Green Cleaning Hotel Carpet
By Mike Sawchuk President & General Manager, Enviro-Solutions | August 07, 2010
There are probably scores of inventions that were made by "accident." This often happens when scientists and engineers are trying to develop a product for one purpose but find that it could be used for something else, sometimes something entirely different than what was originally intended. This is essentially how the most effective system to test carpet extractors was developed, and it has allowed hotel housekeepers to keep carpets healthier, cleaner, and Greener. And in this case it came about with a touch of science fiction to boot.
Lloyd Starks of KeyMaster Technologies, Inc. in Kennewick, Washington has always been fascinated by Buck Rogers, a fictional, futuristic cartoon character who was an early space-age hero to scores of young children when he was first introduced in 1928. Now nearly 60 years old, Starks holds the patent for X-ray fluorescence (XRF) analyzer technology, an invention first used by the National Aeronautics and Space Administration (NASA) to examine space shuttle components and identify miniscule cracks and flaws that could become potentially hazardous problems in space.
While working with a major carpet manufacturer on a system to detect and distinguish different carpet protection systems on carpets, Starks realized that XRF technology could possibly be used to determine how effectively a carpet has been cleaned. In fact, XRF is so powerful that it can measure not only the amount of soil and impurities in a carpet but the type of soil as well. "Every atom has a fingerprint of sorts," says Starks, "and XRF reveals those fingerprints, even when they are soils."
To test his theory, he worked with the Carpet and Rug Institute (CRI) to develop a carpet extractor testing program using XRF technology. Sample carpets were tested before cleaning to detect how much and what type of soil was present in the carpet fibers. They were then retested after being cleaned with different portable carpet extractors, such as those used in hotel properties, to evaluate the performance of the machines by seeing how much soil was removed. The before-and-after testing measured not only how much soil was removed but also how much moisture the different machines left in the carpets compared to one another. This is significant because moisture left in carpets can impair indoor air quality (IAQ), cause rapid resoiling of the carpets, and, if wet for more than 48 to 72 hours, create a breeding ground for mold and mildew to develop-which can have very serious health consequences.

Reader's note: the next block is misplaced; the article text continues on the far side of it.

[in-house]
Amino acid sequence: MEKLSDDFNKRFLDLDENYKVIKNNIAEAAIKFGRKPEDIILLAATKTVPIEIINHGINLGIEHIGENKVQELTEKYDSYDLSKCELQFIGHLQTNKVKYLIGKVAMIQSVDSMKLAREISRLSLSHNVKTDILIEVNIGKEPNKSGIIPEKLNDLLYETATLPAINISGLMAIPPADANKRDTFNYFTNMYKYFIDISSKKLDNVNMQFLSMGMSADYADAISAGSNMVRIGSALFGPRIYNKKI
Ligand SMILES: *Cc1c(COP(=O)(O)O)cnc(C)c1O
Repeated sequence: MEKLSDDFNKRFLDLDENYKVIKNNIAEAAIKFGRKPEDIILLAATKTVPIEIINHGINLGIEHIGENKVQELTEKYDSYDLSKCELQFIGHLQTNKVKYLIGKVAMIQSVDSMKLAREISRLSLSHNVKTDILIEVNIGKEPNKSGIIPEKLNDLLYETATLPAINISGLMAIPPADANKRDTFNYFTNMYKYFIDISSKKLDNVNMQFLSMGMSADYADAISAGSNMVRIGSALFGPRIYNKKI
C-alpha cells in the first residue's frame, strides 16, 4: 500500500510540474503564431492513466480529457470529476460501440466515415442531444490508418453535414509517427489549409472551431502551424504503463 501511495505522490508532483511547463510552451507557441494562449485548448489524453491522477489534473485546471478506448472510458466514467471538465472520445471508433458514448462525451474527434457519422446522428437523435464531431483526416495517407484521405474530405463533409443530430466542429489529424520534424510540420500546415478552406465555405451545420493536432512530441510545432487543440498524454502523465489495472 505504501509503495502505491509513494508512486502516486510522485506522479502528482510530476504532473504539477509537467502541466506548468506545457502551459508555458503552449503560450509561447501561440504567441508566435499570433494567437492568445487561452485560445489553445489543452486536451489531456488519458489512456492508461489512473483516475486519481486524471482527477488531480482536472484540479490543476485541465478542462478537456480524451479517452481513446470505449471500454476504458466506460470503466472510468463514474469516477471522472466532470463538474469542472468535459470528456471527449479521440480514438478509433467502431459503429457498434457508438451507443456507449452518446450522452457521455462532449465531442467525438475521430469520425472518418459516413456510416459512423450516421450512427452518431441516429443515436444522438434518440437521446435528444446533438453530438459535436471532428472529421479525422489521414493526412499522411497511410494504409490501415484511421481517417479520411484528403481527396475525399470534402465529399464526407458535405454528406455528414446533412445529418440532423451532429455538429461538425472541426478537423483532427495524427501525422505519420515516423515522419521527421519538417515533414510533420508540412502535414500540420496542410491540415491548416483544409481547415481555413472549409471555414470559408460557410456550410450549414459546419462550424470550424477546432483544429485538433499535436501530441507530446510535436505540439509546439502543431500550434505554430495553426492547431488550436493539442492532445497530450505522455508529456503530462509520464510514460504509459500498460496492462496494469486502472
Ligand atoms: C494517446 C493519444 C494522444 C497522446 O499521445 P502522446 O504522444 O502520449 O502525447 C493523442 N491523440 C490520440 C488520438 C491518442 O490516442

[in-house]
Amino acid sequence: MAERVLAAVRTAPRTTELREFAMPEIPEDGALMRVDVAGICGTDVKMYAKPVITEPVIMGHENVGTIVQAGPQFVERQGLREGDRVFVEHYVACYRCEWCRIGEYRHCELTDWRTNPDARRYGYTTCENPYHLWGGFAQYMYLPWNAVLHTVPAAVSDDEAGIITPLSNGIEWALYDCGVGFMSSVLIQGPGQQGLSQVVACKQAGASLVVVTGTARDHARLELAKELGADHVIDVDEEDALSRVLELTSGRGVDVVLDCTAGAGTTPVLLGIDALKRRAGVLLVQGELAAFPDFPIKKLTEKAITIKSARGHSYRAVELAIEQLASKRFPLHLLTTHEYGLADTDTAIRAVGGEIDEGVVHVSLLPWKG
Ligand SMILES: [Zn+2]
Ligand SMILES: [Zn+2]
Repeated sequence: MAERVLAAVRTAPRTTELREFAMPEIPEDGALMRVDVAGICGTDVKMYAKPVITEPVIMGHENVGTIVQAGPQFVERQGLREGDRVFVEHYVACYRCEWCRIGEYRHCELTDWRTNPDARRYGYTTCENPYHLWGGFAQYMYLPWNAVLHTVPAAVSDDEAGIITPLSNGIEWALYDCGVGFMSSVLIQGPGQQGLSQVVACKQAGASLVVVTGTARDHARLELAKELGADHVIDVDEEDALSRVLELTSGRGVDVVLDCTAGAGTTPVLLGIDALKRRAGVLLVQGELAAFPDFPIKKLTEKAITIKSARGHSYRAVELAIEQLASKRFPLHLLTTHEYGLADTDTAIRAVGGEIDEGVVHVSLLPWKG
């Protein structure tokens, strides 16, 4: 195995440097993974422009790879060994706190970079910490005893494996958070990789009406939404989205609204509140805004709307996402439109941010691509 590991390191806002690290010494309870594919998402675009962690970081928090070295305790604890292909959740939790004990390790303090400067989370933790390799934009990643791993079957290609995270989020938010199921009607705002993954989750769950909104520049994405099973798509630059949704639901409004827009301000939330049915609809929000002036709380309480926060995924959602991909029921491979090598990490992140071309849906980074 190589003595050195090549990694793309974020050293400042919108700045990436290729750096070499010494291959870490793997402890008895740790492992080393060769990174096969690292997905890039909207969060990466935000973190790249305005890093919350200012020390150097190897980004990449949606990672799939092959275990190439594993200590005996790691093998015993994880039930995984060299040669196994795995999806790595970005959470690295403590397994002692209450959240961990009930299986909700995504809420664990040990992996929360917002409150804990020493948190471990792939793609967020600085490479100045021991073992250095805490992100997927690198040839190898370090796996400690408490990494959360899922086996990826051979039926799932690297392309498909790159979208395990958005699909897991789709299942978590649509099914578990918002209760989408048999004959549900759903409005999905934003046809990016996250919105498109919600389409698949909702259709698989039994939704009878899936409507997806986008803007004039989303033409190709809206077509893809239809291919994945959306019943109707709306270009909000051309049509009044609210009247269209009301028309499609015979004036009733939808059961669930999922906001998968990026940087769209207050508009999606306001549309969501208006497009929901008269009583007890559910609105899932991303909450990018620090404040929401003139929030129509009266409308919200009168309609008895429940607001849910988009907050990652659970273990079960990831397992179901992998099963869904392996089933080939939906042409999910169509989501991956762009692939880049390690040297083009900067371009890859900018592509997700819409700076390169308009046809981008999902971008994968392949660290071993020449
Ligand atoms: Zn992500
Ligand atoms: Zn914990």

Proving that XRF could play a significant role in testing the performance and effectiveness of carpet extractors, CRI developed what is now known as the Seal of Approval (SOA) program. Manufacturers can have CRI test their machines on test carpet samples that have been mechanically soiled, and then each machine that meets CRI's standards is given a bronze, silver, or gold (the highest rating) SOA rating, depending on the test results. Machines with an SOA rating are considered Greener because they are more effective at removing contaminants and moisture from carpets after cleaning. The SOA program provides a certification system for carpet extractors, just as Green cleaning products are tested and then those with passing results are certified Green. This has had several benefits for the cleaning industry as well as the end user.
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